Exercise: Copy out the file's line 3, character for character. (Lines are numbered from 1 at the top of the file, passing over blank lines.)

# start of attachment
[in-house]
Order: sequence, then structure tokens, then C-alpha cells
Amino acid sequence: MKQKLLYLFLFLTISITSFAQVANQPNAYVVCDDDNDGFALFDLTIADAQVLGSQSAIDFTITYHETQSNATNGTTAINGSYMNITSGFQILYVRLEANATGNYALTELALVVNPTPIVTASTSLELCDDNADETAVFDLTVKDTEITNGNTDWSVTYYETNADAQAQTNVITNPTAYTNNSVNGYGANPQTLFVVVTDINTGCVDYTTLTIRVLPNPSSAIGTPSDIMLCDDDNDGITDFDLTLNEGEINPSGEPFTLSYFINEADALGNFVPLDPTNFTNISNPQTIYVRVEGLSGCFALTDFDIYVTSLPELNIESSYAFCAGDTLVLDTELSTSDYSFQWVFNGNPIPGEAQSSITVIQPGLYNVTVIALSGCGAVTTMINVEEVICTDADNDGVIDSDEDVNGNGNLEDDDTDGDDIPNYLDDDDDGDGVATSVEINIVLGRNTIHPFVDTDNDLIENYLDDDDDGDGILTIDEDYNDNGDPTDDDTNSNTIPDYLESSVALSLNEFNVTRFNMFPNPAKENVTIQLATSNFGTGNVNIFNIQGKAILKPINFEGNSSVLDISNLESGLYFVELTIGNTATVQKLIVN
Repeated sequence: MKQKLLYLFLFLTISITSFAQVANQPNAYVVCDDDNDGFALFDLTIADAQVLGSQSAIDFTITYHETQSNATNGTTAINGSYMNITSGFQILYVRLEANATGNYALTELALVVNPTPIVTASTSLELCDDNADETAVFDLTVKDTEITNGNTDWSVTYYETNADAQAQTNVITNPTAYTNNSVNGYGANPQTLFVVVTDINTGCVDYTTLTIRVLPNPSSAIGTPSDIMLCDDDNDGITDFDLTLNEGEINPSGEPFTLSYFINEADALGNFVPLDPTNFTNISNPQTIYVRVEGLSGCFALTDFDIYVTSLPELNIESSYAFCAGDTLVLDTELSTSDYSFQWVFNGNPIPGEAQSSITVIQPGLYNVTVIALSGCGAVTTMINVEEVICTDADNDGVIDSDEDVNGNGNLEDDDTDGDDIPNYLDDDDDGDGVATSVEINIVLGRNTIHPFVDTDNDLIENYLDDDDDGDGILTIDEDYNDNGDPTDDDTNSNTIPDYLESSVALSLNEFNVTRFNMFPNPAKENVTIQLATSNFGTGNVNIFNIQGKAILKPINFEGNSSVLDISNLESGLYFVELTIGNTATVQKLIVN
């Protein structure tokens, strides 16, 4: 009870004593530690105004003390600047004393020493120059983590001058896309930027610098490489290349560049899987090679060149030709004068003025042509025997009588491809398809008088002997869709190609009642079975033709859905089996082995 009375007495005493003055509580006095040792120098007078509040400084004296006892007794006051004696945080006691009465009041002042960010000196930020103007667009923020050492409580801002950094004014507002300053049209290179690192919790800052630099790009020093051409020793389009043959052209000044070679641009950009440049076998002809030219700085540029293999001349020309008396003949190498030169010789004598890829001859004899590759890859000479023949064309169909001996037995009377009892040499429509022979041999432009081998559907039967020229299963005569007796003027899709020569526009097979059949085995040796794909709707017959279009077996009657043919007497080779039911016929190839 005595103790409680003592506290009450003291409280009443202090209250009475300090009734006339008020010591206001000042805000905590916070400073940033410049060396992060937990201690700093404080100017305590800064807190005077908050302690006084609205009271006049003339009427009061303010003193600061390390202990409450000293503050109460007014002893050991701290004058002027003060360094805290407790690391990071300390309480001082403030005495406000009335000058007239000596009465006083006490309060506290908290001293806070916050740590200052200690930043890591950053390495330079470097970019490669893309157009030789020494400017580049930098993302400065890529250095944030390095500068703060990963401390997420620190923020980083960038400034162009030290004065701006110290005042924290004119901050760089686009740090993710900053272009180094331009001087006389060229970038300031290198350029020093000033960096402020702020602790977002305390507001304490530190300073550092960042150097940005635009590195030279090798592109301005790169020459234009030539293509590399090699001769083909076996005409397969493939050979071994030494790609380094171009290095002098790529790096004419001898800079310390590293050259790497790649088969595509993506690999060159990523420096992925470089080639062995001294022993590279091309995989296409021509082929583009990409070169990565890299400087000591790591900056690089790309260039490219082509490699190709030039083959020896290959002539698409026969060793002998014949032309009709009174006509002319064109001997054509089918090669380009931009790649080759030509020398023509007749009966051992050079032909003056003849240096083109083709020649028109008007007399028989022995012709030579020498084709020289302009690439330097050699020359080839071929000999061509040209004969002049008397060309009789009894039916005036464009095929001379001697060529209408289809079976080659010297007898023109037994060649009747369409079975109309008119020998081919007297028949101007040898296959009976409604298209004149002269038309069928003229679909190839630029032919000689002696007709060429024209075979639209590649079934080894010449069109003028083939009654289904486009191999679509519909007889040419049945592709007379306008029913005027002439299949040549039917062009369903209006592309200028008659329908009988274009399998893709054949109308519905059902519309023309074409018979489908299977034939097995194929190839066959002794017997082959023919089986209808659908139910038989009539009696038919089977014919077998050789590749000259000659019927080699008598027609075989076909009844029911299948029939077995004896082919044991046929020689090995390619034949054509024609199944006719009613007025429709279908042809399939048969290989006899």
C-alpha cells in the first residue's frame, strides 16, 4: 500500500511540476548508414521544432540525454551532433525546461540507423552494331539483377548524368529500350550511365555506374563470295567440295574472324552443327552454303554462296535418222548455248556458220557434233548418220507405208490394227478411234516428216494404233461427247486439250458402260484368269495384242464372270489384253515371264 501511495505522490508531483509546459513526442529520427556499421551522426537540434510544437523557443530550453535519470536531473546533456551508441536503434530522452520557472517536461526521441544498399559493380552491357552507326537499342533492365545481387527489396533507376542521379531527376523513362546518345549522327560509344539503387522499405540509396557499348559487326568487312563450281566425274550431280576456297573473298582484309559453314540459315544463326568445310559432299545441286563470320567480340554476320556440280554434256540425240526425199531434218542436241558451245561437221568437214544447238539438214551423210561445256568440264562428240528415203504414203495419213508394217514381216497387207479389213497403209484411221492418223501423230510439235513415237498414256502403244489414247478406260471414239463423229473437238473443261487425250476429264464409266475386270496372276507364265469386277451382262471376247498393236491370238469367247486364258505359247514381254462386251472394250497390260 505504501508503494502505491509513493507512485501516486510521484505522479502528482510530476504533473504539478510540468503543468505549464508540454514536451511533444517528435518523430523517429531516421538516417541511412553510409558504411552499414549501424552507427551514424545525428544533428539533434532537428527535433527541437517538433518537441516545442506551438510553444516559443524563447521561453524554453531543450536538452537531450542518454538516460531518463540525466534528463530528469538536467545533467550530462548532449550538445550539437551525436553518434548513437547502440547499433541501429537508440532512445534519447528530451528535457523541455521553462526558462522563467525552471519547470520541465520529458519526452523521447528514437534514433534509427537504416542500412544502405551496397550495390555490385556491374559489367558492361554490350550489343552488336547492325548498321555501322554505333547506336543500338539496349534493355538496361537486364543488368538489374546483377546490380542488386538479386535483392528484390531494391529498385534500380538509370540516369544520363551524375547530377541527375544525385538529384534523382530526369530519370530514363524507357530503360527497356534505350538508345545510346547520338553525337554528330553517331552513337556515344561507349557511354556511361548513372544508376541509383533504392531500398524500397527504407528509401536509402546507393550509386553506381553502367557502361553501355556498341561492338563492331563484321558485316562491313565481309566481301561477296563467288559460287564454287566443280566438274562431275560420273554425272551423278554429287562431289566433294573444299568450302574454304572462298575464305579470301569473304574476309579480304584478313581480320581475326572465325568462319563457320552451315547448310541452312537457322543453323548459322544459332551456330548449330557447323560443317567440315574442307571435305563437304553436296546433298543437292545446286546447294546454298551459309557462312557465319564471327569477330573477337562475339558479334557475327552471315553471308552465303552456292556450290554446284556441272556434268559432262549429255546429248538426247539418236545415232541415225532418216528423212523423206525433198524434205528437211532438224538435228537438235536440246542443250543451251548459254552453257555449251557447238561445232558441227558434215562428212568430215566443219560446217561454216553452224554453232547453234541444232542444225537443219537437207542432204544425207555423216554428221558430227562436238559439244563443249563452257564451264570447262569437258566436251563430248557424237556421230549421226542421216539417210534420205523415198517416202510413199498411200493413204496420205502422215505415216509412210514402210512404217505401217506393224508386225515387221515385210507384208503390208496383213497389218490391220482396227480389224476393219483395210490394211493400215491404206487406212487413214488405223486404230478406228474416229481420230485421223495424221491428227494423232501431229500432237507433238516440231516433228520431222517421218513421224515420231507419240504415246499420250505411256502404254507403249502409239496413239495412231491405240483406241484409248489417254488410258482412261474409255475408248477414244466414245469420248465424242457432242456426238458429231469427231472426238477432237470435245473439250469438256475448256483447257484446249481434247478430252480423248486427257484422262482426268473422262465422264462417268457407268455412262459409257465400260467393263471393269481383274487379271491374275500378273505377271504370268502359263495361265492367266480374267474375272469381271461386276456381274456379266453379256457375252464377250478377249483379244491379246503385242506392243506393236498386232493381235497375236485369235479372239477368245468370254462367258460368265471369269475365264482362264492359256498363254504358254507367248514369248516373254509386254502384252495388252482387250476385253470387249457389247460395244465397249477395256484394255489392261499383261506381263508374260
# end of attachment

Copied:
Amino acid sequence: MKQKLLYLFLFLTISITSFAQVANQPNAYVVCDDDNDGFALFDLTIADAQVLGSQSAIDFTITYHETQSNATNGTTAINGSYMNITSGFQILYVRLEANATGNYALTELALVVNPTPIVTASTSLELCDDNADETAVFDLTVKDTEITNGNTDWSVTYYETNADAQAQTNVITNPTAYTNNSVNGYGANPQTLFVVVTDINTGCVDYTTLTIRVLPNPSSAIGTPSDIMLCDDDNDGITDFDLTLNEGEINPSGEPFTLSYFINEADALGNFVPLDPTNFTNISNPQTIYVRVEGLSGCFALTDFDIYVTSLPELNIESSYAFCAGDTLVLDTELSTSDYSFQWVFNGNPIPGEAQSSITVIQPGLYNVTVIALSGCGAVTTMINVEEVICTDADNDGVIDSDEDVNGNGNLEDDDTDGDDIPNYLDDDDDGDGVATSVEINIVLGRNTIHPFVDTDNDLIENYLDDDDDGDGILTIDEDYNDNGDPTDDDTNSNTIPDYLESSVALSLNEFNVTRFNMFPNPAKENVTIQLATSNFGTGNVNIFNIQGKAILKPINFEGNSSVLDISNLESGLYFVELTIGNTATVQKLIVN